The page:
AI will in future increasingly take over functions routinely performed by humans and will independently take more and more decisions. This trend was evident from the new smart ovens where the smart oven camera detects that the food is frozen and then automatically adjusts the cooking time and heat intensity.

Although not totally new, our homes will really become smart in future. AI will transform our homes into intelligent living spaces where many activities are automated based on individual user preferences and behaviour.

Instead of us taking care of our homes, as is often the case, our intelligent homes will take care of us.

And when you visit one of the famous drive-through restaurants for a quick meal, AI will be at work to assist with the understanding of your speech and to cut down on service times.

At McDonald’s AI even changes the drive-through menus based on the time of day, weather, the traffic and customer orders - all to wheedle the customer to spend more.

As is expected, CES 2020 had numerous companies illustrating their newest robots in all shapes and sizes with a wide variety of applications and functionalities.

Many of these robots were task-based, such as the intelligent and autonomous vacuum cleaner, the automatic bread maker, and several social robots.

Other robots were stationary robots such as Amazon’s Echo and Black and Decker’s Pria medical assistant, where the focus is on human-machine interaction on not so much the mobility of the robot.

The third trend evident from CES 2020, therefore, is that humans will in future have to ever more co-exist with robots. And gradually robots will have an effect on certain jobs currently performed by humans.

CES 2020 further flaunted numerous next-generation AI Chatbots that tracks and finds your favourite music, helps you select a great restaurant for your anniversary, teach you yoga and promises to keep your secrets - hopefully.

Really impressive was the humanlike Neon by a company with a similar name. Neon is an artificially intelligent digital avatar that functions like a chatbot, but with a scary-realistic virtual human body and personality. The highly lifelike “being” is able to mimic real human appearance, mannerisms and emotions.

Neon is so much more than Siri or Alexa and instead of getting tomorrow’s weather or your favourite music, Neon has its own personality, behaves like humans and can have a genuine conversation like a human.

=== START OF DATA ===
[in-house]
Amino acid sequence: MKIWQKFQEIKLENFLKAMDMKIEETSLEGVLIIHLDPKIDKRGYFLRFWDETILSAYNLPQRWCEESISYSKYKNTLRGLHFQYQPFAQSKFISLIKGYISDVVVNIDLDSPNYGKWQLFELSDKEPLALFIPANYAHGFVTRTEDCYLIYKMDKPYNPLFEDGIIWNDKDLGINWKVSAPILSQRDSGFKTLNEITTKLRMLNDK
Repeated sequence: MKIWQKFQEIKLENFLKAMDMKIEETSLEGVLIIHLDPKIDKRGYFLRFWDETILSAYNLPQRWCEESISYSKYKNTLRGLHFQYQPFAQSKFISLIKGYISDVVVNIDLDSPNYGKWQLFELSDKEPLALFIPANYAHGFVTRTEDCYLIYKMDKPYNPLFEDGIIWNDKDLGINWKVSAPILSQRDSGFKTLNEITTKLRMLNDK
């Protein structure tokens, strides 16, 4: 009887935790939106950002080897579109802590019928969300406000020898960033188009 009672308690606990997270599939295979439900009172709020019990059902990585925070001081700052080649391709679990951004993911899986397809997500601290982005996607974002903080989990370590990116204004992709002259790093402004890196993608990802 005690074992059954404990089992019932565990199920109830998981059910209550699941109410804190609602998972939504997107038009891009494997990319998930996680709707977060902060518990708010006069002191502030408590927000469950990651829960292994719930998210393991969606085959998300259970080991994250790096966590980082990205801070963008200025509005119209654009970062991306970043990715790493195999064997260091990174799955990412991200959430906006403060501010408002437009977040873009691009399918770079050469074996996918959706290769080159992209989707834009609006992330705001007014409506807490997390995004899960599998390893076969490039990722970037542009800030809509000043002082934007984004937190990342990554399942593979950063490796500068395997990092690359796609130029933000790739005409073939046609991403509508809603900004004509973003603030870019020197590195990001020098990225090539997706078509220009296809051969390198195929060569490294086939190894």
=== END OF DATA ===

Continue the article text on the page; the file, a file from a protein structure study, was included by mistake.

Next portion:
Due to machine learning capabilities, Neons can also remember and learn.

According to Pranav Mistry, the chief executive of Neon, “Neons are more like us, an independent, but virtual living being, who can show emotions and learn from experiences”.

The first generation of Neons is modelled after real people, but future Neons will only look like, but not be identical to humans.

The future possibilities are immense and could include roles such as language tutor, receptionist, financial adviser, concierge, psychological counsellor, medical professional, actor, yoga instructor, television presenter or organisational spokesperson.

According to the company, Neons will not replace current digital assistants or be turned into physical robots. They may in future exist as holograms, very much like the fictional Emergency Medical Hologram Mark I from Star Trek Voyager.

The interaction with Neons would be similar than that of humans via smart phones, tablets, computers, and smart televisions. They would appear similar in size to human beings.

Neons are also not passive and can be offended, hurt, become angry or experience joy and be very pleasant. They cannot be customised, just as you cannot build a friend, but only a relationship.

It will also not be possible to own them - they can only be rented.

Currently in development with a beta format for release later this year, Neon is remarkable, mesmerising and at the same time unnerving.

Pranav Mistry goes as far as to state that Neons are related to humans, but different like a “new species of life”. But alas, you will have to wait a little longer for your Neon companion.

Professor Louis C H Fourie is a technology strategist. [email protected]